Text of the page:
Thursday, December 21, 2023
Last Political Bulletin of 2023
Thanks for reading this mashup of news and views of the political world in California and beyond. I hope readers and those important to you have a calm and enjoyable holiday season; I think in 2025, we will look back and remark, “I miss 2023.” Be well.
Biden Mandates PLAs on Large Federal Contracts
On Monday, the White House announced the implementation of an executive order to require project labor agreements on federal construction jobs above $35 million. Merry Christmas NBTU! You can read the union-drafted Biden talking points in the Dive article.
While PLAs have been used on large-scale federal construction projects for almost a century, including building the Hoover Dam in 1936, they haven’t been used for most high-cost federal construction projects.
The Biden administration said the Department of Energy plans to incorporate PLAs into the $7 billion regional clean hydrogen hubs program announced in October to create a national clean hydrogen network for heavy-duty industries such as transportation.
ABC issued a strong statement opposing the rule here. If you’d like to contact your federal representatives about this EO, you can do so here.
Biden to Apprentices: “You’re Fired”
The Wall Street Journal notes, “The Labor Department used 776 pages to rewrite a two-page 1937 law with the goal of limiting non-union worker training. DOL’s manifest goal is to limit non-union programs that don’t result in more union jobs. The rule would let the department dissolve programs accused by unions of misconduct or found to be non-compliant with minor government regulations and DEI benchmarks.” Story
With a slightly different take, Construction Dive seems to mostly repeat the NBTU, er, I mean Biden Administration talking points. “The rule intends to strengthen labor standards and worker protections as well as better promote apprenticeship pathways, among other things.” Story
Under #carefulwhatyouaskfor, Overtime Law Intended to Help California Farmworkers. New Study Says It Led to Less Money
The Sacramento Bee reports “A California law requiring agricultural employers to pay overtime has led to some farmworkers making less money. That’s according to a new UC Berkeley study, which is the first to explore the effects of the 2016 legislation. The law, Assembly Bill 1066, added agricultural workers in the state to federal overtime rules. They were previously excluded from the rules, which have existed since the passage of the Fair Labor Standards Act of 1938. The state’s policy took effect in 2019 and mandated a gradual phase-in of overtime hours based on employer size. Early research by Alexandra E. Hill, an assistant professor of Cooperative Extension at UC Berkeley, indicates that the law has resulted in a negative financial impact for workers. Hill said many farmworkers are not working overtime and their take-home pay has decreased as a result of employers reducing hours. The study estimates about 10% of workers are earning $100 to $200 less on their weekly paychecks. Story
Politico reports, “State Sen. Aisha Wahab is a step closer to facing a recall election following a tumultuous first year in the Legislature that included authoring historic gun legislation and backing a failed effort to ban caste discrimination that drew large protests at the Capitol. A recall petition was certified for circulation Friday by the secretary of state. Organizers have until May 23 to collect 42,802 signatures — 20 percent of the total ballots cast in her 2022 election — to force a recall vote next year in her Bay Area district. A website set up by her opponents criticizes her for not doing enough to address crime and public safety in the district, neglecting constituents, and “flip-flopping” on issues. They cite several pieces of legislation, including a proposal to ban caste discrimination that Newsom vetoed amid strong opposition from Indian Americans. Recall organizer Ritesh Tandon, who has previously run for Congress as a Republican, did not return a message seeking comment. Wahab’s office also did not respond to a request for comment. If the recall effort receives enough valid signatures, election officials will certify the petition by July, and a recall vote will be held later in 2024.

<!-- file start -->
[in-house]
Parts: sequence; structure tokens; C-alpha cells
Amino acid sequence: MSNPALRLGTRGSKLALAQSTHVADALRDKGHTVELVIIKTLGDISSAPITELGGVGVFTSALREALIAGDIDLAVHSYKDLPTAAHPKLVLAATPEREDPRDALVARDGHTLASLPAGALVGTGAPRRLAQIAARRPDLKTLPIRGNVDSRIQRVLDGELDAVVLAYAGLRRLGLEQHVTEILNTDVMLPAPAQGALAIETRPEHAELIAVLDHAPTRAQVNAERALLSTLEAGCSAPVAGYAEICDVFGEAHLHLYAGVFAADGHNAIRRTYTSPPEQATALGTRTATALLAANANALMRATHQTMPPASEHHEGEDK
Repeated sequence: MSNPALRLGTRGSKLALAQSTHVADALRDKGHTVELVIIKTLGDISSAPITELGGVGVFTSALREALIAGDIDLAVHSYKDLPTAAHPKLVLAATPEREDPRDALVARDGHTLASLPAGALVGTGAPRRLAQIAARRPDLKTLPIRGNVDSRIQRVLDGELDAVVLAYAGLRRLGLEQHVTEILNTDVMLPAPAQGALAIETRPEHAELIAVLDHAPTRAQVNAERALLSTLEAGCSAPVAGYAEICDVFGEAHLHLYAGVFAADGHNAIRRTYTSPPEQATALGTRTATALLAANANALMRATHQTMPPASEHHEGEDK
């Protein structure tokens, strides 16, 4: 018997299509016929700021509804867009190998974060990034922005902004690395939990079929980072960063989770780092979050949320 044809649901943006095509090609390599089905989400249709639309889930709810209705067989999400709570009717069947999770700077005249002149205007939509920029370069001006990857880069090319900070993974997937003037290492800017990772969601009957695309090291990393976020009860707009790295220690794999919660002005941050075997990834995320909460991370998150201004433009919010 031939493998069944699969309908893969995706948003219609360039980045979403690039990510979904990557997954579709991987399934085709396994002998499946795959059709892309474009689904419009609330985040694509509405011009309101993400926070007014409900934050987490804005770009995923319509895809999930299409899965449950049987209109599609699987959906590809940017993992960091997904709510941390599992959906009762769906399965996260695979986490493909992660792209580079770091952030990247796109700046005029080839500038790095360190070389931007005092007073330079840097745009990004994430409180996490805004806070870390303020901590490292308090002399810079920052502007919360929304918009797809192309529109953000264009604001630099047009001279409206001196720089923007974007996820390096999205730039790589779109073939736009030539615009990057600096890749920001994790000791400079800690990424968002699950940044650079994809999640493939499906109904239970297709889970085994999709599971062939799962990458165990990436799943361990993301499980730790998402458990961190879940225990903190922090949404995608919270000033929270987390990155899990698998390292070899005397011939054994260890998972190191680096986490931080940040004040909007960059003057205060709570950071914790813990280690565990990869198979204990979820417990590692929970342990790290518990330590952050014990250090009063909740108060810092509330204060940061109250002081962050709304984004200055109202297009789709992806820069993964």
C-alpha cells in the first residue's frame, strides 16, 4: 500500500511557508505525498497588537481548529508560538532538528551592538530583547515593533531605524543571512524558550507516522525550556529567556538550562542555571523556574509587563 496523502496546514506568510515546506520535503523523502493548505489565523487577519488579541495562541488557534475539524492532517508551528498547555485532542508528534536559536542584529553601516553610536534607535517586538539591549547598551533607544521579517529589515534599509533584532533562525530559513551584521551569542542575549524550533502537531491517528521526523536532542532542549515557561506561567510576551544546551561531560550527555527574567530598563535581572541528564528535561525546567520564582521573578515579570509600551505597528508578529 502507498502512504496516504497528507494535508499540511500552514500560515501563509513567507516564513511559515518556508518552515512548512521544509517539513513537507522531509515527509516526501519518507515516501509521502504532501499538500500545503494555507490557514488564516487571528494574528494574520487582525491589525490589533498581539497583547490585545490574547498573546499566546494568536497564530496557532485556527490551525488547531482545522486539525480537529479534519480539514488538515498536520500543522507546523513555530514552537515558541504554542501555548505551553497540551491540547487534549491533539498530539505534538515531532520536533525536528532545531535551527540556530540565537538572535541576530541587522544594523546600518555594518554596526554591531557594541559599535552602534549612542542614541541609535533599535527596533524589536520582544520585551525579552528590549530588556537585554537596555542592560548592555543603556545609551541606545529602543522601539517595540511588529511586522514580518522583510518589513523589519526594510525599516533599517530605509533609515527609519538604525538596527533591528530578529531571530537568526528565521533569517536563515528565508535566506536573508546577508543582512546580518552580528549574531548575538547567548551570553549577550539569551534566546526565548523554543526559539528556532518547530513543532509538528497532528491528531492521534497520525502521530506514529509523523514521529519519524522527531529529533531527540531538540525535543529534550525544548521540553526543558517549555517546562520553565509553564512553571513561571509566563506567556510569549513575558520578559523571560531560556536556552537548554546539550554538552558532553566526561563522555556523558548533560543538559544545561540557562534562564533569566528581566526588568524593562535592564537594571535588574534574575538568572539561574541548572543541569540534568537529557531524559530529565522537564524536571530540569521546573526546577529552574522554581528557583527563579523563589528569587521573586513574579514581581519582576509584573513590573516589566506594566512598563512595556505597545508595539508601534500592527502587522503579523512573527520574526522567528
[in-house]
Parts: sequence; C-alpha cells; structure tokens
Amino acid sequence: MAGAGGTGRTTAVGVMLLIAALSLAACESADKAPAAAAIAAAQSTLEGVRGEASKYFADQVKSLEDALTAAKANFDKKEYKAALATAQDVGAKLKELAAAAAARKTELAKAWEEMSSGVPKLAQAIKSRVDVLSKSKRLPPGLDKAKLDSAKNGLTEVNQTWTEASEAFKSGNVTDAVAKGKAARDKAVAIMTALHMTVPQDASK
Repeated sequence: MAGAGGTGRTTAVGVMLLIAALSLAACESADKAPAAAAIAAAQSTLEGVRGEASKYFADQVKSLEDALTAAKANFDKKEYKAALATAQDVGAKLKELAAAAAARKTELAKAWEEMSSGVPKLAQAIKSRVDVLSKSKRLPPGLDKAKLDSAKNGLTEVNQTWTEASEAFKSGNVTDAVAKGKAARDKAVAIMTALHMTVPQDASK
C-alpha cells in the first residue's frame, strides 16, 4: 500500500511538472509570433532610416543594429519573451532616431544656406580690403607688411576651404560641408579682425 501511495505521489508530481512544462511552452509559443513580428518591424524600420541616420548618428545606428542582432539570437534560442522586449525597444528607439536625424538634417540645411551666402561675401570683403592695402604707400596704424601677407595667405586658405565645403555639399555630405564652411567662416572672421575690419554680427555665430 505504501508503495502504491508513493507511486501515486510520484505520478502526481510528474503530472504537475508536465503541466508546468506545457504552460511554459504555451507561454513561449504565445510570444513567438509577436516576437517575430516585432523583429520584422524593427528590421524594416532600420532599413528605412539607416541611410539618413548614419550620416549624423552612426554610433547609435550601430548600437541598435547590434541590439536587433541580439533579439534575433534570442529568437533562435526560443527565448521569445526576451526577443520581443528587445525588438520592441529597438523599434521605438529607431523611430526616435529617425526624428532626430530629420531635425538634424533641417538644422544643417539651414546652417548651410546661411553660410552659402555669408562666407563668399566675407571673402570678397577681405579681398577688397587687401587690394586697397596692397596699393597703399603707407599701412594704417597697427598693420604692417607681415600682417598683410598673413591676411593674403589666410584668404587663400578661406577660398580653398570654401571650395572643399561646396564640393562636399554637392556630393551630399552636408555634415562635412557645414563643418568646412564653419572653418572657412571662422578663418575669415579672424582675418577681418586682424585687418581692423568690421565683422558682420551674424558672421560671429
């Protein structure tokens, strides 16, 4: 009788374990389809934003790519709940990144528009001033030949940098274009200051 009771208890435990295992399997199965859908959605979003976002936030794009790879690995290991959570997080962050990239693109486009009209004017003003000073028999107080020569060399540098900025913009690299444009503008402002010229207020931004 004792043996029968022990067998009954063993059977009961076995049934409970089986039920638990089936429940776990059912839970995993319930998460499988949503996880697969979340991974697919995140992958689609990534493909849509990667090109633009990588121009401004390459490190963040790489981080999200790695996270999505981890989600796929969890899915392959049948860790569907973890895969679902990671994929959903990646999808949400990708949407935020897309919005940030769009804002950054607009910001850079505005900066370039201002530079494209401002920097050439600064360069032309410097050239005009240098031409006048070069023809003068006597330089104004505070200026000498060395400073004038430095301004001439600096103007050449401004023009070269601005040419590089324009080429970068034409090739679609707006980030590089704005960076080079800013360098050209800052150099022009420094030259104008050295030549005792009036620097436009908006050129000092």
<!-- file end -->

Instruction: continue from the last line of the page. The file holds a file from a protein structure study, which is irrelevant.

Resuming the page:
Will Demand for Union Labor Pact Kill $100 Million, 1,000 Job Fresno Project?
The GV Wire writes, “During a presentation to the Fresno Chamber of Commerce this week, Alex Tavlian said Fresno councilmembers Miguel Arias and Luis Chavez opposed a vital development project because developers did not agree to a PLA. Arias and Chavez declined to comment for this story when approached by GV Wire in council chambers on Thursday. Both are running for the same Fresno County Board of Supervisors seat against incumbent Sal Quintero.” Story
California Labor Commissioner Publishes Updated FAQ for California Paid Sick Leave
The Labor Commissioner recently published an updated Frequently Asked Questions page to cover changes made by SB 616.
U.S. Chamber White Paper on "Whole of Government" Union Support The U.S. Chamber of Commerce released a White Paper detailing the various elements of the Biden/Harris administration's advocacy for unions. The report examines how President Biden's "whole of government" approach to using the federal government to promote unionization harms workers, employers, and the economy. Read the full report here.